Is your air conditioner not blowing air very hard? Is one room in your house hotter or cooler than the rest? You are not alone.
If you’ve noticed that some of the rooms in your home cool far more easily than others, chances are good that you’ve blamed it on a sub-par central air conditioner or your aging home. However, there’s a very good chance that it may all be tied to air distribution in your duct system.
Examining the Cause of Imbalanced Cooling
If it seems that some rooms in your home are just not cooling as well as others, many different things could be to blame. They include:
- Improper positioning of the air handler, meaning that the cooled air must travel too great a distance from the blower to the outlet;
- An HVAC system that is too small for the area being cooled;
- A blower motor that is not powerful enough to deliver the cooled air to all areas of the home;
- Air supply outlet placement;
- Closed or partially closed registers in the warmer rooms;
- Improper damper positioning, which means that dampers are not positioned in a manner that promotes balanced airflow; and
- Incorrect duct design, which includes ducts that are too long, ducts that have too many “branches”, or ducts that are not the correct size for the spaces to which they deliver air.
All of these issues can be remedied. Air handlers can be moved to new locations. Dampers and registers can be opened and/or adjusted to allow for proper air flow, and ducts can be changed and rerouted. If necessary, the HVAC system can be completely replaced, though right sizing is very important in this case.
Right Sizing is More than Just Choosing the Size of the Unit
If you’ve ever replaced your HVAC unit or chosen an HVAC unit to suit a new build, then you may be familiar with the term “right sizing”. You might think that this simply refers to the process of choosing the air conditioner that “fits” your home in terms of square footage, but there’s far more to it than that. Right sizing also includes the positioning of the air handler in relation to the rooms throughout the home. The way the ducts are designed and arranged is also important to right sizing.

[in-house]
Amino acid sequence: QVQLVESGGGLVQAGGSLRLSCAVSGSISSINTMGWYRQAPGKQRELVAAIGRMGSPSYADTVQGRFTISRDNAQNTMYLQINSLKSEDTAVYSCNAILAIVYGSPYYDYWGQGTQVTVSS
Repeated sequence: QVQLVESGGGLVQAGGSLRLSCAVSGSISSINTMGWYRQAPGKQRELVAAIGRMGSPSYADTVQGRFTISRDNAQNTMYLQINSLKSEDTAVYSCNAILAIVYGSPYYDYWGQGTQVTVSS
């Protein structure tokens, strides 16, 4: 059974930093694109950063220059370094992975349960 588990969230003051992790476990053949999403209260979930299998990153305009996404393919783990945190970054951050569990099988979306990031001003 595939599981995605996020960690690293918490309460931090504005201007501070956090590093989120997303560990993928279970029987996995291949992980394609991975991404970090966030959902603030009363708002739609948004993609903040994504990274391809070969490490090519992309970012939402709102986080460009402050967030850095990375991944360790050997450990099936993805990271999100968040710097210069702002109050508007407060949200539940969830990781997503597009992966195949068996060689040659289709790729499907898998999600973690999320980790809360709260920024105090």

Handling Air Distribution through Design
When it comes to designing the layout and size of ducts for proper air distribution, there are some steps you can follow to make sure your design allows enough cool air to reach each area of the home.
- Step 1: Choose the location of the return air duct on the floor plan. This is very important. If the return air duct pulls in air that has just come out of a register, this impacts the efficiency of the HVAC unit as a whole. It means that the warmest air in the home is not being pulled through the air handler, which causes cooling challenges.
- Step 2: Choose the right number, type, and size of air outlets. A large room often needs more than one large register, whereas a smaller room might need only one very small register.
- Step 3: Determine the duct layout. Knowing where your ducts will run in relation to the air handler is crucial to delivering just the right amount of cooled air. The farther the air outlet is from the air handler, the harder the air handler has to work to deliver that air to that outlet – and vice versa. What’s more, air outlets closer to the air handler will deliver air that is much cooler since the air travels a shorter distance and has less time to accumulate heat.
- Step 4: Choose the right duct size. Not all of the ducts in your home need to be the same size, and choosing a duct that is too large or too small for a particular branch or room will impact the system’s ability to deliver just the right amount of cooled air. Choosing the right size duct is also important for the pressure of the air. If the duct is too small, the air will be under a great deal of pressure, which can impact its temperature and cause uncomfortable drafts.
Proper Placement of Air Supply Outlets
The air supply outlet in a room is the point at which a register will be installed and where the cooled air is forced into the room. If the register is not placed carefully, it can impact the temperature of the room’s living space. When it comes to determining the proper placement, it’s important to remember that the space in which you will “feel” the temperature is two feet off the walls and six feet above the floors. This will allow cooled air to properly settle, but it will also help reduce the way people in these spaces perceive drafts, which can feel too cold and uncomfortable. As such, the air supply must be placed in such a way that it mixes the cooled air with the existing air in the room with precision.
If some rooms in your home feel warm, even when others feel comfortable, it may not have anything to do with your air conditioner itself. In fact, it may all come down to the placement and size of your ducts as well as the placement of air supply outlets throughout the home. Although it’s easier to address these issues with a new build, it is possible to relocate the air handler, reroute ducts, and reposition air supply outlets in existing structures, too.